Definitely going to complain though, it shouldn't be that hard to treat someone with respect, disability or not.

Message withdrawn at poster's request.

MrsApplepants Tue 18-Jun-13 10:59:50

Dreadful. YANBU

dragongirlx Tue 18-Jun-13 20:20:59

teaforthree this is not just rude its discrimination under the Equality Act. I would complain and mention this. The language you requested is BSL not any other form of sign language. They wouldn't provide a cantonese speaker with a translator that only speaks mandarin (I hope). They also need to adress the person not the translator.

childcarehell what happened to your sister is called indirect discrimination and is also illegal. Some councils have been heavily fined for this.

If you get no result complaining contact the equality and human rights commission and report them.

HumphreyCobbler Tue 18-Jun-13 20:23:18

complain

I am really cross on your behalf.

phantomnamechanger Tue 18-Jun-13 20:25:44

That's crap OP, definitely complain.

Have some flowers

YANBU!

GeordieCherry Tue 18-Jun-13 20:26:11

This sounds like illegal discrimination to me. Put a rocket up them OP

CloudsAndTrees Tue 18-Jun-13 20:26:25

That's outrageous!

If you have the energy, complain like you have never complained before.

Maybe one of the larger charities for deaf people would help you put together a powerful complaint, and you should write to your MP as well.

What utter bastards those people were! angry

I'm so sorry you had to deal with this.

Raum Tue 18-Jun-13 20:28:23

They won't improve it unless people complain, do it through your local councillor not the department. Nothing annoys council managers more than a councillor sticking their nose in ! :-)

EllaFitzgerald Tue 18-Jun-13 20:29:54

Definitely an awful way to treat you. Not only would I be complaining about the lack of a suitable interpreter, I'd also be complaining about the attitudes of the staff. They should have a Diversity in the Workplace course and it sounds like they're due a refresher!

YANBU. It's nice that they have staff who have bothered to get a BSL qualification, but they also need to realise that that's NOT the same thing as being a translator, not in any shape or form. And the man you were seeing ought to know that whatever the language that's being interpreted he always addresses the person he's talking to rather than the interpreter; that's basic training stuff.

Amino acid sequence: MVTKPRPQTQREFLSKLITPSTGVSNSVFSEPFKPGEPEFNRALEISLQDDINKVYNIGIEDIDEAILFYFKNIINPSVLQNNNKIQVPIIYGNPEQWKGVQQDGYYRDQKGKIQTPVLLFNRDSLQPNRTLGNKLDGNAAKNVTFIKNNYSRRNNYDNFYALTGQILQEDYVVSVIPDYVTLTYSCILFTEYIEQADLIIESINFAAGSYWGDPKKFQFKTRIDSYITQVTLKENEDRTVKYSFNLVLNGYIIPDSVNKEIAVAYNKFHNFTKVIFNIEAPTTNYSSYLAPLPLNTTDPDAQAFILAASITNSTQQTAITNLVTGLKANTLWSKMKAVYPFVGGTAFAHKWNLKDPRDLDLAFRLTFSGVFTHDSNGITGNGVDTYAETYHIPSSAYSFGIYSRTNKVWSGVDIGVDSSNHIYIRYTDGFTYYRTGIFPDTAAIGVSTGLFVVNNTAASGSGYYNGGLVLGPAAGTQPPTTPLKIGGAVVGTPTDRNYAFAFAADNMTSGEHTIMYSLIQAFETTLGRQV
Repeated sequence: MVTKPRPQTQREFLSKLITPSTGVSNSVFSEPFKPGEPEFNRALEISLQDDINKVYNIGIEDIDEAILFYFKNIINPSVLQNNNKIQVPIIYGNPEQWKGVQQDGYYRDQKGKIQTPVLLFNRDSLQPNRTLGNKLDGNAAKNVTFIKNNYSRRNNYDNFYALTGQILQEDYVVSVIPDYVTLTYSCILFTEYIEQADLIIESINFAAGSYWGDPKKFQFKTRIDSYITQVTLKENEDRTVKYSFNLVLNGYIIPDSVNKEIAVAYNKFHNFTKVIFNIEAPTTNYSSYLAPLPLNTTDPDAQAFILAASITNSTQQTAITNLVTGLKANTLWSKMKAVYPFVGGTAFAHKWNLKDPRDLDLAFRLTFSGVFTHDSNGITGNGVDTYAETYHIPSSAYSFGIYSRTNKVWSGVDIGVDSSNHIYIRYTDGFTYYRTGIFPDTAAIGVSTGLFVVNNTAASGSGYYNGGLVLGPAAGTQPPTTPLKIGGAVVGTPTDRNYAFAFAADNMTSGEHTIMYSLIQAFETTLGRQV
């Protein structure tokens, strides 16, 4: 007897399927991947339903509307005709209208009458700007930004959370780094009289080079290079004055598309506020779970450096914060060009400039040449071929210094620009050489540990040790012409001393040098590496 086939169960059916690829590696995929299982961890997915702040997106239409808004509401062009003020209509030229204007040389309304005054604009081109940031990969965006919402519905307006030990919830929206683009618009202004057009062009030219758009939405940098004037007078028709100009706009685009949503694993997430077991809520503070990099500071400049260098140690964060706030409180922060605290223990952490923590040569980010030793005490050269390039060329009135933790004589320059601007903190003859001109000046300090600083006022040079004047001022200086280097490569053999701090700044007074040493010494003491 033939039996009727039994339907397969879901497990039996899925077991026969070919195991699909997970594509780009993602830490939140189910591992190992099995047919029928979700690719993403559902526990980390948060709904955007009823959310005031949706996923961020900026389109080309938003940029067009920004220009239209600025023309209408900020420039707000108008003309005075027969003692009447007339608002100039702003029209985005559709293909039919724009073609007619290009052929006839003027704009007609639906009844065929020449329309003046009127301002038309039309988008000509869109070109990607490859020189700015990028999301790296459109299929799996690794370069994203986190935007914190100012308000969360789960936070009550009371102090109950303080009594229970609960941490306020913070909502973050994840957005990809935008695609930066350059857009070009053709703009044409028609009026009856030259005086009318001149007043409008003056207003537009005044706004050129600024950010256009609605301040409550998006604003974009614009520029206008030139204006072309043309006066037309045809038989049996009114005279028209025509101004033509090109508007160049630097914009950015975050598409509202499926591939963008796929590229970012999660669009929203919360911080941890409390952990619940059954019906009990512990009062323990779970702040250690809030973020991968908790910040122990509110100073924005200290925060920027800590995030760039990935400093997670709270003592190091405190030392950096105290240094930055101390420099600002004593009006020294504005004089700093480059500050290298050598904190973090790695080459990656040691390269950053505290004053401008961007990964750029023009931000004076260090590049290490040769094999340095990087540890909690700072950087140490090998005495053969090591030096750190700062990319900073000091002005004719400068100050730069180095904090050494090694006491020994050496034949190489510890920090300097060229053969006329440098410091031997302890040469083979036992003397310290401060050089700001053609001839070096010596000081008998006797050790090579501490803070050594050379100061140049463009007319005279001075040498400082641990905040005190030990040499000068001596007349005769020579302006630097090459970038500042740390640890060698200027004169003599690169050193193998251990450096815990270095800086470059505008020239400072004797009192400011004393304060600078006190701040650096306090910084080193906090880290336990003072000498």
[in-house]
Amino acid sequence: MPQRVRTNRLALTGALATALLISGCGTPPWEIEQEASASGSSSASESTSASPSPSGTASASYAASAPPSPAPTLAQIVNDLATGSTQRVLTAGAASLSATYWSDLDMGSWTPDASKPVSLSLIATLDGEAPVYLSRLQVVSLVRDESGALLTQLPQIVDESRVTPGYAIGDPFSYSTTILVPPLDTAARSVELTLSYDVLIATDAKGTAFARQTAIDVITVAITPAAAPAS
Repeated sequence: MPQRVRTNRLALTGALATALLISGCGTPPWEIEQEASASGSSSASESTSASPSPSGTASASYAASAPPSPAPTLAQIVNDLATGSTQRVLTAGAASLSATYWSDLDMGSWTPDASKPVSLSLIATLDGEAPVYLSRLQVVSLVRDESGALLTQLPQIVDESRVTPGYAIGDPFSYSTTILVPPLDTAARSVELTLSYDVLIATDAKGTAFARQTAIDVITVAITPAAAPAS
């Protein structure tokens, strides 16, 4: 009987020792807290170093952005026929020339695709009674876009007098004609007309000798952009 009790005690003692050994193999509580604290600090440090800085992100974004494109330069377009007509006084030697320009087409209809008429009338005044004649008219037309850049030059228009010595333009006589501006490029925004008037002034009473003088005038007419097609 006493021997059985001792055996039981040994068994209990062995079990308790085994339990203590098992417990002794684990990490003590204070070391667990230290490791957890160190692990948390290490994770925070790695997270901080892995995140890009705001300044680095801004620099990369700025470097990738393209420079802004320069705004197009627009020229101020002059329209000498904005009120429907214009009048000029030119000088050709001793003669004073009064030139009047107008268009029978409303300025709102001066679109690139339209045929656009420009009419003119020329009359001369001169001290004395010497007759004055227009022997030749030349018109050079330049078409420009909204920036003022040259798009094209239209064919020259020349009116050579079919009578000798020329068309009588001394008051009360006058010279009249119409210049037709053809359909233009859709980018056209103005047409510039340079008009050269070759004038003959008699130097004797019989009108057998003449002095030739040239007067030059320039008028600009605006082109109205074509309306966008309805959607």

teaforthree Wed 19-Jun-13 12:05:26

I've complained smile. Had to send it to the customer services department because I couldn't find what I needed on the website, but hopefully it'll reach the right person. Be interesting to see what they come back with.

I live in a city with the one of the highest concentrations of d/Deaf people and BSL users and it still baffles me how non existent deaf awareness is around here! Hopefully they'll take on board what I've said though.

Thanks for your help thanks

DIYapprentice Wed 19-Jun-13 12:15:24

Op, that's just horrible. I spent a couple of years studying Auslan in Australia, and just like BSL it needs a LOT of study and practice to become fluent in it - I was never more than an enthusiastic amateur and would only ever have tried 'interpret' for someone if there was a dire need for it.

And sign language (as in signed English) just isn't a fluent language, like BSL is. It lacks nuance, subtlety, emotion, etc.

The absolute height of rudeness for them not to talk directly to you.

onedev Wed 19-Jun-13 12:31:27

I'm another who's angry on your behalf - I hope they deal appropriately with your complaint - shocking way to treat anyone. Good luck.

parttimer79 Wed 19-Jun-13 12:42:26

YAabsolutelyNBU. I'm very glad you complained.

Like some others I've worked on a project with people with hearing impairments and would never dream of addressing their interpreter rather than the person I am conducting an interview with, it is utterly rude and inappropriate.